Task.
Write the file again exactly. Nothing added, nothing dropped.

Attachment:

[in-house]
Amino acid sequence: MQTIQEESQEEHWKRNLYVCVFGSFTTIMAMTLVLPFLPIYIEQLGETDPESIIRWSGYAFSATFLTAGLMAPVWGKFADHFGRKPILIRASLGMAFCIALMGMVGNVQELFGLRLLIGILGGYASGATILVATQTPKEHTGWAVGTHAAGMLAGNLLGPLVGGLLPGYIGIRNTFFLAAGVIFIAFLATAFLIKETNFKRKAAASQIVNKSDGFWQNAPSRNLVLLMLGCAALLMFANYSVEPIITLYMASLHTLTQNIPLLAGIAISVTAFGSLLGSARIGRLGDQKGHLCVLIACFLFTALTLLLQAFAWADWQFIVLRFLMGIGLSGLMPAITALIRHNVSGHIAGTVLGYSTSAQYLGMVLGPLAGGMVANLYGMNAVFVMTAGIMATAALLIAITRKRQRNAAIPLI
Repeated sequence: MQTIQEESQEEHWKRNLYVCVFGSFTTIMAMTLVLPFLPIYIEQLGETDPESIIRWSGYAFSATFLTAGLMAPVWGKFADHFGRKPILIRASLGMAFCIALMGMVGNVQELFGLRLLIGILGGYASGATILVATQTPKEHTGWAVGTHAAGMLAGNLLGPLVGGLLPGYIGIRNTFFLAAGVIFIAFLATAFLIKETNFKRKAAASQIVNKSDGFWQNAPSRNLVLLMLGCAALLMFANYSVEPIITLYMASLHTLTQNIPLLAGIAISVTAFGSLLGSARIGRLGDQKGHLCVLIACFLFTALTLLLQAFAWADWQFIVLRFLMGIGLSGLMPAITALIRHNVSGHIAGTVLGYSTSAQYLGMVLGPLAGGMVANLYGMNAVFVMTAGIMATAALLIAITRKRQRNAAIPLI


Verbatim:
[in-house]
Amino acid sequence: MQTIQEESQEEHWKRNLYVCVFGSFTTIMAMTLVLPFLPIYIEQLGETDPESIIRWSGYAFSATFLTAGLMAPVWGKFADHFGRKPILIRASLGMAFCIALMGMVGNVQELFGLRLLIGILGGYASGATILVATQTPKEHTGWAVGTHAAGMLAGNLLGPLVGGLLPGYIGIRNTFFLAAGVIFIAFLATAFLIKETNFKRKAAASQIVNKSDGFWQNAPSRNLVLLMLGCAALLMFANYSVEPIITLYMASLHTLTQNIPLLAGIAISVTAFGSLLGSARIGRLGDQKGHLCVLIACFLFTALTLLLQAFAWADWQFIVLRFLMGIGLSGLMPAITALIRHNVSGHIAGTVLGYSTSAQYLGMVLGPLAGGMVANLYGMNAVFVMTAGIMATAALLIAITRKRQRNAAIPLI
Repeated sequence: MQTIQEESQEEHWKRNLYVCVFGSFTTIMAMTLVLPFLPIYIEQLGETDPESIIRWSGYAFSATFLTAGLMAPVWGKFADHFGRKPILIRASLGMAFCIALMGMVGNVQELFGLRLLIGILGGYASGATILVATQTPKEHTGWAVGTHAAGMLAGNLLGPLVGGLLPGYIGIRNTFFLAAGVIFIAFLATAFLIKETNFKRKAAASQIVNKSDGFWQNAPSRNLVLLMLGCAALLMFANYSVEPIITLYMASLHTLTQNIPLLAGIAISVTAFGSLLGSARIGRLGDQKGHLCVLIACFLFTALTLLLQAFAWADWQFIVLRFLMGIGLSGLMPAITALIRHNVSGHIAGTVLGYSTSAQYLGMVLGPLAGGMVANLYGMNAVFVMTAGIMATAALLIAITRKRQRNAAIPLI